Phagocytosis in three steps:
  1. Unbound phagocyte surface receptors do not trigger phagocytosis.
  2. Binding of receptors causes them to cluster.
  3. Phagocytosis is triggered and the particle is taken up by the phagocyte.

In cell biology, phagocytosis (from Ancient Greek φαγεῖν (phagein) , meaning "to devour", κύτος, (kytos) , meaning "cell", and -osis, meaning "process") is the process by which a cell—often a phagocyte or a protist—engulfs a solid particle to form an internal compartment known as a phagosome. It is distinct from other forms of endocytosis like (pinocytosis) that involves the internalization of extracellular liquids. Phagocytosis is involved in the acquisition of nutrients for some cells. The process is homologous to eating at the level of single-celled organisms; in multicellular animals, the process has been adapted to eliminate debris and pathogens, as opposed to taking in fuel for cellular processes, except in the case of the animal Trichoplax.

In an organism's immune system, phagocytosis is a major mechanism used to remove pathogens and cell debris. For example, when a macrophage ingests a pathogenic microorganism, the pathogen becomes trapped in a phagosome which then fuses with a lysosome to form a phagolysosome. Within the phagolysosome, enzymes and toxic peroxides digest the pathogen. Bacteria, dead tissue cells, and small mineral particles are all examples of objects that may be phagocytized.


Phagocytosis was first noted by Canadian physician William Osler (1876),[1] and later studied and named by Élie Metchnikoff (1880, 1883).

In immune system

Scanning electron micrograph of a phagocyte (yellow, right) phagocytosing anthrax bacilli (orange, left)
Further information: Phagocyte

Phagocytosis in mammalian immune cells is activated by attachment to pathogen-associated molecular patterns (PAMPS), which leads to NF-κB activation. Opsonins such as C3b and antibodies can act as attachment sites and aid phagocytosis of pathogens.[2]

Phagocytosis is the process in which a cell engulfs a particle, digests it, and expels the waste products. Process of phagocytosis:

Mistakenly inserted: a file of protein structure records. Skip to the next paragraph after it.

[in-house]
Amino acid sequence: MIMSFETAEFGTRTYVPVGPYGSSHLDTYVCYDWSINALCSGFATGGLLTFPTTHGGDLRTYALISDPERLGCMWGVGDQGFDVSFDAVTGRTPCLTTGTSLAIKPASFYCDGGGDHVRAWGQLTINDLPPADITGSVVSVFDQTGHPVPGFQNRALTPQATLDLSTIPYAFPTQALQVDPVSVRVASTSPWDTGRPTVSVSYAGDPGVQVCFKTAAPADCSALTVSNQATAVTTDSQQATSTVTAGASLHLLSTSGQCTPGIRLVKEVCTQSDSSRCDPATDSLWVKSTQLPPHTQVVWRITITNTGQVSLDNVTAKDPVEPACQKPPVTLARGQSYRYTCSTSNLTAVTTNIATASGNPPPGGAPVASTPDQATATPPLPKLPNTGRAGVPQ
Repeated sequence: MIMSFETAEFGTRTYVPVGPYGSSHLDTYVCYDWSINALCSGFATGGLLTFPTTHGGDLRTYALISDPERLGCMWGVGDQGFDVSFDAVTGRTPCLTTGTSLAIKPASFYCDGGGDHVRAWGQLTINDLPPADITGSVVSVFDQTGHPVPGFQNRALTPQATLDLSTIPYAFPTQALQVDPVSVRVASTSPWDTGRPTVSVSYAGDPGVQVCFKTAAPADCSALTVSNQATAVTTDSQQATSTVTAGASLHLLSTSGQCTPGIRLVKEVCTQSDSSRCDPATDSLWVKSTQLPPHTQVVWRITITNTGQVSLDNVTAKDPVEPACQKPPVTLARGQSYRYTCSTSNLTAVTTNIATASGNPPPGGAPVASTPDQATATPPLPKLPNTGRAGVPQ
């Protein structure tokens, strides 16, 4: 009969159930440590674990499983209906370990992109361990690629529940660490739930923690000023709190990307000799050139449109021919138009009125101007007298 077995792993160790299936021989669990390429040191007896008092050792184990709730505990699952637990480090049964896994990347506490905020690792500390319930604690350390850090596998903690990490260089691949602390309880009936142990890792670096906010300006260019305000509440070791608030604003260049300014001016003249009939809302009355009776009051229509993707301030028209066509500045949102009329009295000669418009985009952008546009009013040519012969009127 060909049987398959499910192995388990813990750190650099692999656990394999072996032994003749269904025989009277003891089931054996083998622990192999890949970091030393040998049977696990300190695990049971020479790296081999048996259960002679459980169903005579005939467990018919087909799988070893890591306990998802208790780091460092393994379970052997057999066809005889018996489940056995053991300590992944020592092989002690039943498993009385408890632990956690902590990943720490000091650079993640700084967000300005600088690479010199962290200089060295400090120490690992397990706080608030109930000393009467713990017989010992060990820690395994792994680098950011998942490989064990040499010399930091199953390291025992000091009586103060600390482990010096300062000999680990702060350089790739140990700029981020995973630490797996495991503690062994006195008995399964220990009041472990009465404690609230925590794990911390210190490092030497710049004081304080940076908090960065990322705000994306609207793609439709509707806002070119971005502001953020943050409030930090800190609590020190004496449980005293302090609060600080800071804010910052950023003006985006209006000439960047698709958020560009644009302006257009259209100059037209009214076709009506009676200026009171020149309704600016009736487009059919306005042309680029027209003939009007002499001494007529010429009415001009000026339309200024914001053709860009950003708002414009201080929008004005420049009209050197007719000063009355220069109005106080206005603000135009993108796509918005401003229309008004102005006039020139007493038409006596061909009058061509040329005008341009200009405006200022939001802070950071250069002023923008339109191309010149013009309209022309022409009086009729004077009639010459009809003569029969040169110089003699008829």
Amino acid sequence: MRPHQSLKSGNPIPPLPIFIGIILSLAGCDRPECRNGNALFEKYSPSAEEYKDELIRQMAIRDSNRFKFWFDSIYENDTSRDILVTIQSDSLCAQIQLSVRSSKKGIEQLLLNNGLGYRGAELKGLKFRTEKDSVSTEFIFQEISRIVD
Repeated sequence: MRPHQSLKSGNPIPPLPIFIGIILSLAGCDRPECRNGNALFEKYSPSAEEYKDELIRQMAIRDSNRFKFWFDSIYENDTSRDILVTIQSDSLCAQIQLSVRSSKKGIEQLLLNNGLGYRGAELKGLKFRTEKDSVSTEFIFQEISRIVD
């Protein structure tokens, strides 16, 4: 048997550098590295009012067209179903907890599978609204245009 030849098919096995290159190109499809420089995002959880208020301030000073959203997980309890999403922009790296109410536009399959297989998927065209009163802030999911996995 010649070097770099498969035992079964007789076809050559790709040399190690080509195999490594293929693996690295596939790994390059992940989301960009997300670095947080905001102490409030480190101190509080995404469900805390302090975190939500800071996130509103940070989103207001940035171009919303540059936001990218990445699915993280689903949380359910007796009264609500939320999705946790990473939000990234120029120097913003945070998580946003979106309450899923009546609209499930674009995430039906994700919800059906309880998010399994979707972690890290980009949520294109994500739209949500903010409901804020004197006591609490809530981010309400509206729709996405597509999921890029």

1. A particle is ingested by a phagocyte after antigens are recognized which results in the formation of a phagosome.
  2. The fusion of lysosomes with the phagosome creates a phagolysosome.
  3. The particle is broken down by the digestive enzymes found in the lysosomes. The resulting waste material is discharged from the phagocyte by exocytosis.

Engulfment of material is facilitated by the actin-myosin contractile system. The phagosome of ingested material is then fused with the lysosome, forming a phagolysosome and leading to degradation.

Degradation can be oxygen-dependent or oxygen-independent.

It is possible for cells other than dedicated phagocytes (such as dendritic cells) to engage in phagocytosis. some of white blood cells in human immune system perform phagocytosis by gulping in some pathogenic and disease causing cells.[4]

In apoptosis

Following apoptosis, the dying cells need to be taken up into the surrounding tissues by macrophages in a process called efferocytosis. One of the features of an apoptotic cell is the presentation of a variety of intracellular molecules on the cell surface, such as calreticulin, phosphatidylserine (From the inner layer of the plasma membrane), annexin A1, oxidised LDL and altered glycans.[5] These molecules are recognised by receptors on the cell surface of the macrophage such as the phosphatidylserine receptor or by soluble (free-floating) receptors such as thrombospondin 1, GAS6, and MFGE8, which themselves then bind to other receptors on the macrophage such as CD36 and alpha-v beta-3 integrin. Defects in apoptotic cell clearance is usually associated with impaired phagocytosis of macrophages. Accumulation of apoptotic cell remnants often causes autoimmune disorders; thus pharmacological potentiation of phagocytosis has a medical potential in treatment of certain forms of autoimmune disorders.[6][7][8][9]